Romanticizing the Past

            As I mentioned in my last post, this time of isolation and staying inside has made many nostalgic feelings arise within me, and, the most pressing feeling of them all has been a yearning for how things used to be. In the midst of a global pandemic, it’s easy to try to escape the present and ruminate on the past, but I finally had a moment of clarity yesterday that I felt led to share here. 

            When I was younger, I spent a lot of time participating in escapism. I was constantly reading—constantly—and when I wasn’t reading, I was playing video games. When I wasn’t playing video games, I was watching television. When I wasn’t watching television, I was playing with my twin sister. There are few moments that I can remember outside of major events or holidays that I was simply being, instead of having to be attached to something that pulled my attention. I rarely looked within myself to figure out what it was about my life that made me want to escape so badly, I just actively hopped from one distraction to the next and then had meltdowns every now and then when things bubbled over too high.

            What this means as an adult is that I look forward to, and crave, moments where I have to be fully plugged in and present. I’ve written a lot about my efforts to be present here on my blog, and it’s absolutely not something I have perfected just yet—and I likely never will. However, living through a global pandemic where we are all being commanded to stay inside has reintroduced that itch for escapism without introspection within me. 

            For the first few weeks of quarantining, I spent a lot of time playing games with my sisters, reading, watching TV, and playing video games. At first it was nice because it was nostalgic. It was what I always wanted to do growing up because I wanted so badly to be anywhere but where I was. However, after a few weeks went by, I realized it was something that drained me. Not because my sisters are draining or that the other things I was doing were overwhelmingly taxing, but because I realized how quickly I’d slipped into that pattern of escapism without introspection. I wasn’t checking in on myself or meditating or journaling or keeping up with my mental health, I was aww, this is so nice, this reminds me of my childhood-ing myself to death.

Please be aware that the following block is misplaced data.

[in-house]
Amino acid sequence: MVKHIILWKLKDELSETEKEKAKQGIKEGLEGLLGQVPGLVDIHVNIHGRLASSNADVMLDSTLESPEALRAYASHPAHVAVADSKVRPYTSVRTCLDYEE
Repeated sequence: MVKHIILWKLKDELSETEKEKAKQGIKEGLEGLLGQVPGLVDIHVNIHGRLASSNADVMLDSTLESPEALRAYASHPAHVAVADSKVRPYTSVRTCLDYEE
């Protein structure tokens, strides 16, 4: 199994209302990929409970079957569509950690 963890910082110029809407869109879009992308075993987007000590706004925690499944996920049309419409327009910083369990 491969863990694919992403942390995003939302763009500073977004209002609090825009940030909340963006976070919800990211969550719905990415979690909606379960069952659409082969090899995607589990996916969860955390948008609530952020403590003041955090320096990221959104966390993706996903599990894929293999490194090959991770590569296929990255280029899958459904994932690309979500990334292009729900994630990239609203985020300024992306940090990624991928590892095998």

I realized halfway through last week that I was extremely depressed, in a way I haven’t been in a few months or so. Not because of what’s going on—even though that is depressing—but because I haven’t been taking care of myself, spiritually, mentally, and emotionally. I’ve been detaching and suppressing while also romanticizing the past because it mirrored my current situation, and I distanced myself from my friends and family unintentionally because of it. I realized that deep down, I was really angry and really sad about a lot of things, and I have been working since that realization to turn things around for myself.

            As with all things written here, I am hoping this encourages even one person to remember to take care of their spirit during this time. Take time to meditate, take time to move, take time to consciously breathe, and be kind to yourself as you process hundreds of emotions and thoughts at once. 

            A lot of us are feeling lonely, angry, sad, and really, really, scared. That’s okay. Just take care of yourself—you can’t pour from an empty cup, even for yourself.

            I love you all, and I’m here for you. 

            If you or someone you know is struggling with depression or suicidal thoughts, call the National Suicide Prevention Lifeline to connect to a network of crisis centers providing emotional support and guidance to people in distress 1-800-273-TALK (8255). They are also available via e-chat and have a special number for the hearing impaired. 


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